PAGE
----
And this brings us to the question as to how this small-town raised prof with CONservative leanings became an internet celebrity. Alternatively, why didn’t other far more well-known academics step into the public discussion about those topics. Surely, there is no shortage of academics in Canadian and American universities who will go on record for their support of a variety of other social and political causes- from talking about ‘climate change’, rights of transgender people etc. Why are so many academics unwilling to support ideas such as free speech, even at the level they used to a couple of decades ago? What has changed?

5] In my opinion, the most important change in academia and pretty much every other large institution in western societies over the last 20-30 years has been their capitulation to the ideology of neoliberalism. But what does an ideology such as neoliberalism have to do with the silence of entire institutions on issues such as free speech? Well.. a lot, but it basically comes down to two types of effects.

6] Firstly, neoliberal institutions tend to hire and promote only certain types of people.You have to be consistently pleasant-acting, spineless, middle-manager type to reach even the middle-levels of these institutions. There is zero tolerance for dissent, independent thinking or opinion. In neoliberal institutions, everything is about money and appearances. Also, expressing opinions that are not approved by higher-ups or not ‘fashionable’ is severely discouraged. It is therefore not surprising that almost no other academic of any public stature in Canada has expressed views that are even marginally similar to Peterson.

7] Secondly, embracing neoliberal ideology results in concentration of power- specifically of the institutional type. What was once a dynamic and flourishing eco-system of small, medium and large institutions decays into a mono-culture full of monopolies and oligopolies. The people who reach the highest level of power in these institutions are cut from the same proverbial cloth and run those institutions solely to maximize their personal profit and power. Consequently, they try to minimize any appearance of dissent and try to force their beliefs (in reality, what they want others to believe) upon their employees.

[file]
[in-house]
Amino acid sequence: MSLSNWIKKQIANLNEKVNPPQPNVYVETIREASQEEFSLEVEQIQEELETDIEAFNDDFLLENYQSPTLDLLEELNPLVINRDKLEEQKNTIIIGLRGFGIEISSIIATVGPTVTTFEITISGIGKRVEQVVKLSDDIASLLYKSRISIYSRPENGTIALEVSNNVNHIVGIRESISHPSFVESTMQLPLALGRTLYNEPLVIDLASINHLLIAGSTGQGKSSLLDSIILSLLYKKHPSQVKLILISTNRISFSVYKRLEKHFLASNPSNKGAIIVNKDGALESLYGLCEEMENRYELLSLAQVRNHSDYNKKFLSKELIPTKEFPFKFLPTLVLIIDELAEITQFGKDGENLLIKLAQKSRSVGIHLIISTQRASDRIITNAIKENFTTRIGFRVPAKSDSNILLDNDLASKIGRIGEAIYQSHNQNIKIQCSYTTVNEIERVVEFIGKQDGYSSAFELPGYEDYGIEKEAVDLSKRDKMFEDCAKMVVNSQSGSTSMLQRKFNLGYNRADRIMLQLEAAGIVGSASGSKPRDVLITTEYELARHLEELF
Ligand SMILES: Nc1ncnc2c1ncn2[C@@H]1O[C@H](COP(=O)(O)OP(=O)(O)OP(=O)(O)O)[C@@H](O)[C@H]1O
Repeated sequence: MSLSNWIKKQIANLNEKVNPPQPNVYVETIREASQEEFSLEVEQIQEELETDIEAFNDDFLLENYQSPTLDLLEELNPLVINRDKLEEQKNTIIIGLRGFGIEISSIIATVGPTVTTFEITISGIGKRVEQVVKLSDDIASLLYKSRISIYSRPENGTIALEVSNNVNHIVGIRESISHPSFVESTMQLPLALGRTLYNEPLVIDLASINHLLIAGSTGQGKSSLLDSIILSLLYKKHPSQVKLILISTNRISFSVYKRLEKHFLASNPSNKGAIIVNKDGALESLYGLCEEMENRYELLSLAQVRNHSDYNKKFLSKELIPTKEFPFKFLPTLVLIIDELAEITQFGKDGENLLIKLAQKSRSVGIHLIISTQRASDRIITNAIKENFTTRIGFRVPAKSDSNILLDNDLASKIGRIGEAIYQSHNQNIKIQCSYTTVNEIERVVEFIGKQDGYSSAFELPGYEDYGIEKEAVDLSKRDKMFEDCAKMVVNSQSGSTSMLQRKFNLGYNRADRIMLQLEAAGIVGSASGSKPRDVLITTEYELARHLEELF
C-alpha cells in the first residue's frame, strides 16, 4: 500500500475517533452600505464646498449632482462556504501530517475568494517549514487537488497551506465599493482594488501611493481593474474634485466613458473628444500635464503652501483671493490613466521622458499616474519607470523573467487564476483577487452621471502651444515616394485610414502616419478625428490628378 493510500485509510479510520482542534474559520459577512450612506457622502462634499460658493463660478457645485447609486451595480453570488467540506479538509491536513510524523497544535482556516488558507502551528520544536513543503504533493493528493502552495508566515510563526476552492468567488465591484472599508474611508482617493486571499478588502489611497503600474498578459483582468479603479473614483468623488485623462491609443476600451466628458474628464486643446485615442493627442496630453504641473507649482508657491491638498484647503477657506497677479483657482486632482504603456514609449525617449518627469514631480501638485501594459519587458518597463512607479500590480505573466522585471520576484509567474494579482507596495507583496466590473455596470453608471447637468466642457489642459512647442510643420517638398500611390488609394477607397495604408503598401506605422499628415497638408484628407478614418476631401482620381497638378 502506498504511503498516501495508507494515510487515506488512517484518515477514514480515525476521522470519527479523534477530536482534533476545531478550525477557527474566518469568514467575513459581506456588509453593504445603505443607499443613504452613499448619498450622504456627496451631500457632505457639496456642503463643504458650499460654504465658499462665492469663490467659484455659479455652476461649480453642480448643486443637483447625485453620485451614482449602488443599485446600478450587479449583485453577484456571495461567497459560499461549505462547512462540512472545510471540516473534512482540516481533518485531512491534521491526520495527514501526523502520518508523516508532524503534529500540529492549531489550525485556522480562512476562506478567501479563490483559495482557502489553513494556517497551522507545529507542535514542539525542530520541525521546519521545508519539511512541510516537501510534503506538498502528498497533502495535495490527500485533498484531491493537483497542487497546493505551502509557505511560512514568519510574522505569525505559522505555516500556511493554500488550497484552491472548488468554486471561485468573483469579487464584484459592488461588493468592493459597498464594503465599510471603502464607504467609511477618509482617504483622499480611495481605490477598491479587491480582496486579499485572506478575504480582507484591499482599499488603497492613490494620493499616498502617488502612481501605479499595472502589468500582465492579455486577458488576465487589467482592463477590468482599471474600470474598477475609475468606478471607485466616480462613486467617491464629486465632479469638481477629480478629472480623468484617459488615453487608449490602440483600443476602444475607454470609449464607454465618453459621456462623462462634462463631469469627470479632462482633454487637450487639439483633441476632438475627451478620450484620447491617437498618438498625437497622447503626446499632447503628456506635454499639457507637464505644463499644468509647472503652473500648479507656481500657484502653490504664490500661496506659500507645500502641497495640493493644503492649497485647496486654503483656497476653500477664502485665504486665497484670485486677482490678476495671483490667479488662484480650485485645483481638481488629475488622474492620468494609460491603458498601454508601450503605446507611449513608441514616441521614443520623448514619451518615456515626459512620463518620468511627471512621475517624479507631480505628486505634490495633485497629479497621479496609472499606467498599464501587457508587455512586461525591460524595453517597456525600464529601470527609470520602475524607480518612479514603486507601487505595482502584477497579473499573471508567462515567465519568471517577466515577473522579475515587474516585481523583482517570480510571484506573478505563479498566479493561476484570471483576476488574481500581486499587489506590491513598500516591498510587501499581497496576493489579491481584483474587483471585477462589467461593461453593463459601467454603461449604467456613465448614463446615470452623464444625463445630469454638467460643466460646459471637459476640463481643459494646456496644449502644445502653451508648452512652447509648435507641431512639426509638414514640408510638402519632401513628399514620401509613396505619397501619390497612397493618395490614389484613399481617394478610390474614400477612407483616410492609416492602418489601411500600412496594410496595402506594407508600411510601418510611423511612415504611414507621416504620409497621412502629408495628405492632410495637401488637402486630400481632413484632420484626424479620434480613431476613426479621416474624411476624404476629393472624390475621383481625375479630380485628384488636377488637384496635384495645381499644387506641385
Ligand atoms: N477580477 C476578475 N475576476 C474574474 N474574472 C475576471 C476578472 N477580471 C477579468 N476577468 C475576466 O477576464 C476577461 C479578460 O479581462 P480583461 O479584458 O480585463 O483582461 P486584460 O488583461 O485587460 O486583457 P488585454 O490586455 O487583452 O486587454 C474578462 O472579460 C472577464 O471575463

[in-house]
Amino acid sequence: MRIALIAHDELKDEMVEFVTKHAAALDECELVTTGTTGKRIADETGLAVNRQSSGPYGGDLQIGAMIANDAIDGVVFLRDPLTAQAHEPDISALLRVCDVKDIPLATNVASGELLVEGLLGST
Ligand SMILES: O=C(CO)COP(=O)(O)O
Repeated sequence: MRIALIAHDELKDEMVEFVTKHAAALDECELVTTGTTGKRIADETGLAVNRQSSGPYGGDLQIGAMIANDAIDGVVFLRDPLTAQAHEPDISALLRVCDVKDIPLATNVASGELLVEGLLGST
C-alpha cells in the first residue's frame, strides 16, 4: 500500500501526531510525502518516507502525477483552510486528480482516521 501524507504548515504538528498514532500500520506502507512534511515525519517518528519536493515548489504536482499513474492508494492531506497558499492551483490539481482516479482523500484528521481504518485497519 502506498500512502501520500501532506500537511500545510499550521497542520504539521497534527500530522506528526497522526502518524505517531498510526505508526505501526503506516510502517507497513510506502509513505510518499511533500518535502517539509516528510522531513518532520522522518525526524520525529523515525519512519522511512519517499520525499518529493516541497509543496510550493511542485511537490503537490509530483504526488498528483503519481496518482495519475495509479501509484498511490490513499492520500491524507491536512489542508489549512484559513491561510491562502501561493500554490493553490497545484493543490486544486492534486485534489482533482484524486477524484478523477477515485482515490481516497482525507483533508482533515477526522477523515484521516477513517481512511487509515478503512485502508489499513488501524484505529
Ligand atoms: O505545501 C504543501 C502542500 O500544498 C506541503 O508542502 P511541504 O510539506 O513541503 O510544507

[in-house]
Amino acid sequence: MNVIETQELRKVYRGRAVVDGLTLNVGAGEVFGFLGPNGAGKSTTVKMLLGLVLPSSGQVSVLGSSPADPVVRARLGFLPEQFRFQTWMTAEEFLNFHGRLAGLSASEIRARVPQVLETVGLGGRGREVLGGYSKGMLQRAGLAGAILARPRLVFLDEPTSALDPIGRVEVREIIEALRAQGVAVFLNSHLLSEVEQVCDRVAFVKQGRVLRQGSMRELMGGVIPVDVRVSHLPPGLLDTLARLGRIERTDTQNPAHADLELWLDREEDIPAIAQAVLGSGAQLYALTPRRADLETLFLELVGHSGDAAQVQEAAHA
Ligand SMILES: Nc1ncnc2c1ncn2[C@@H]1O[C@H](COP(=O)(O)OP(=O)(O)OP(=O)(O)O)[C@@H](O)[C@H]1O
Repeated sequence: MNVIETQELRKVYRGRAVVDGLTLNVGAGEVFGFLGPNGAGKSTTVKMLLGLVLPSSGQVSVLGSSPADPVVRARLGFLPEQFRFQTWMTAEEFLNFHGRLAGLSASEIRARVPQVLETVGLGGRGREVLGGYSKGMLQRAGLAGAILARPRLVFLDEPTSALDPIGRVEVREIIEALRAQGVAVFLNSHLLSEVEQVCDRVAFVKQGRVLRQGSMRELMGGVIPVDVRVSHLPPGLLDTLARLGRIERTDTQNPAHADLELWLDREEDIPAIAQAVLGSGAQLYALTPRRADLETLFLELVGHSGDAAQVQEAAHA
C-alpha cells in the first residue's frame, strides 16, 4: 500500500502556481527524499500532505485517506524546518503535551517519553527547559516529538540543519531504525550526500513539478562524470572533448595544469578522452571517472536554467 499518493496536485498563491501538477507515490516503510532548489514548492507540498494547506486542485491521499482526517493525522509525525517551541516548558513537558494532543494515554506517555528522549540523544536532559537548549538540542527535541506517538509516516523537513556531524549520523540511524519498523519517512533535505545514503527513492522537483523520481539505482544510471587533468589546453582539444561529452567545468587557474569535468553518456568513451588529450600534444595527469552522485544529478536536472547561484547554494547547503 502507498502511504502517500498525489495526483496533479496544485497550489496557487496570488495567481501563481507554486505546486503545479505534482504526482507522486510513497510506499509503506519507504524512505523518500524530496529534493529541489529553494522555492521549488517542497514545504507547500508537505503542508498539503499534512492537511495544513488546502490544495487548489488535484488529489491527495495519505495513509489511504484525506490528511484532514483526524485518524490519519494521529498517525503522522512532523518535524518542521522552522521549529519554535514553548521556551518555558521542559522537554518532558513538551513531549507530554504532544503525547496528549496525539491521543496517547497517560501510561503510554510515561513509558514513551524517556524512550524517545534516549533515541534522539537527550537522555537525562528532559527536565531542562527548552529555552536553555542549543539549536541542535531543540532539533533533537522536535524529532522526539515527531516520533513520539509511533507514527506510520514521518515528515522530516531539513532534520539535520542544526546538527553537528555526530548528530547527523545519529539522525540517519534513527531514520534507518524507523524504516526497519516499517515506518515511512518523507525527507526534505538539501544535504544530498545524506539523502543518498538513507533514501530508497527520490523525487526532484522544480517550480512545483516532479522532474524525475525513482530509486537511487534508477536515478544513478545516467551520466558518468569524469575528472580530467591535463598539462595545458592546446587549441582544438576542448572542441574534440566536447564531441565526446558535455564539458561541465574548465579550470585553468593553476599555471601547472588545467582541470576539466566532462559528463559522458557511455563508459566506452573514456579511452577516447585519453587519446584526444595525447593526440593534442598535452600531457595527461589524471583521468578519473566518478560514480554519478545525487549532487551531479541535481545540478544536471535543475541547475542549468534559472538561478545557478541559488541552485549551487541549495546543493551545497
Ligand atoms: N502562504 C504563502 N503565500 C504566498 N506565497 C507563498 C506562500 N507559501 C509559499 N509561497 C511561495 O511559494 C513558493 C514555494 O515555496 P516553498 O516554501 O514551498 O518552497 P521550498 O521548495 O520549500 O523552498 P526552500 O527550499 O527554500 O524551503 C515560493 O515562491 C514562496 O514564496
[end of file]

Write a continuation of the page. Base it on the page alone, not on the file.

8] The net result of this institutional governance shift has been that any idea, cause or belief which runs contrary to the neoliberal goal of making maximal amounts of money for a select few is ignored, suppressed or ridiculed. In other words, ideas such as freedom of speech or even suggestions of ideological non-conformity are now perceived as too risky and potentially career-ending by many people in the system. That is also why these issues were raised by somebody like Peterson, rather than by somebody who was far more “famous” than him.

I should also point out that the neoliberal elite like to be seen as enlightened, just and deserving of their ill-gotten gains. That is why they are quite happy to support various “social justice” movements as long as those movements do not question the socio-economic status quo. To summarize this post, Jordan Peterson’s ascent to fame has more to do with numerous failures and dysfunctions within the current socio-economic-cultural setup (aka ‘the zeitgeist’) than innate ability or belief in the causes he is promoting. He just saw an under-served market and rode that opportunity to fame.

What do you think? Comments?